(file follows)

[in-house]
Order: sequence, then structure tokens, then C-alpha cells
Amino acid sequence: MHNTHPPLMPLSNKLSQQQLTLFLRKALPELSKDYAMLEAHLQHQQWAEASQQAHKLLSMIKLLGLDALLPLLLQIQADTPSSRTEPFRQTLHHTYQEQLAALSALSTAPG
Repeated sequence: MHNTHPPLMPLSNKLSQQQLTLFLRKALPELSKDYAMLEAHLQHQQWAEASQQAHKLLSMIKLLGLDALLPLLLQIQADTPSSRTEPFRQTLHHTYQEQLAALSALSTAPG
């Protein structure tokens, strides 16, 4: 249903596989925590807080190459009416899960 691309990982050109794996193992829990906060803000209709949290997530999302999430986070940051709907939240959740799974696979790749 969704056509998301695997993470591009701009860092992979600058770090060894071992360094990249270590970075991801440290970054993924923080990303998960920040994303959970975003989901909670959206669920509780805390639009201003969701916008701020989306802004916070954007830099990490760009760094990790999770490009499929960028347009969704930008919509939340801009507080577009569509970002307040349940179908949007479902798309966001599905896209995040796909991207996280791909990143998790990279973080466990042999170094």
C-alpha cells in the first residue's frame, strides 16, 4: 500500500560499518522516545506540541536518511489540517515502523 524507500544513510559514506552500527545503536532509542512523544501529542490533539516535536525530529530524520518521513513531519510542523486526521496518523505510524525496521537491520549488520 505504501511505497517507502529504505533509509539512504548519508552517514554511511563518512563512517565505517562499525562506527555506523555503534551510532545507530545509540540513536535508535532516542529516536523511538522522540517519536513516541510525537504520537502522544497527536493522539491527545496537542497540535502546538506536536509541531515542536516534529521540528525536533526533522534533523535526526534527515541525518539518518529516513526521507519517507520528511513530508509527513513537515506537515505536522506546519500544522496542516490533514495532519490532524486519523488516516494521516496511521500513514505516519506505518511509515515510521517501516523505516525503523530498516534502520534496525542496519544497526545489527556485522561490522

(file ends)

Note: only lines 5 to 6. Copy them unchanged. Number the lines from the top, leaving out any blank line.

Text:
């Protein structure tokens, strides 16, 4: 249903596989925590807080190459009416899960 691309990982050109794996193992829990906060803000209709949290997530999302999430986070940051709907939240959740799974696979790749 969704056509998301695997993470591009701009860092992979600058770090060894071992360094990249270590970075991801440290970054993924923080990303998960920040994303959970975003989901909670959206669920509780805390639009201003969701916008701020989306802004916070954007830099990490760009760094990790999770490009499929960028347009969704930008919509939340801009507080577009569509970002307040349940179908949007479902798309966001599905896209995040796909991207996280791909990143998790990279973080466990042999170094």
C-alpha cells in the first residue's frame, strides 16, 4: 500500500560499518522516545506540541536518511489540517515502523 524507500544513510559514506552500527545503536532509542512523544501529542490533539516535536525530529530524520518521513513531519510542523486526521496518523505510524525496521537491520549488520 505504501511505497517507502529504505533509509539512504548519508552517514554511511563518512563512517565505517562499525562506527555506523555503534551510532545507530545509540540513536535508535532516542529516536523511538522522540517519536513516541510525537504520537502522544497527536493522539491527545496537542497540535502546538506536536509541531515542536516534529521540528525536533526533522534533523535526526534527515541525518539518518529516513526521507519517507520528511513530508509527513513537515506537515505536522506546519500544522496542516490533514495532519490532524486519523488516516494521516496511521500513514505516519506505518511509515515510521517501516523505516525503523530498516534502520534496525542496519544497526545489527556485522561490522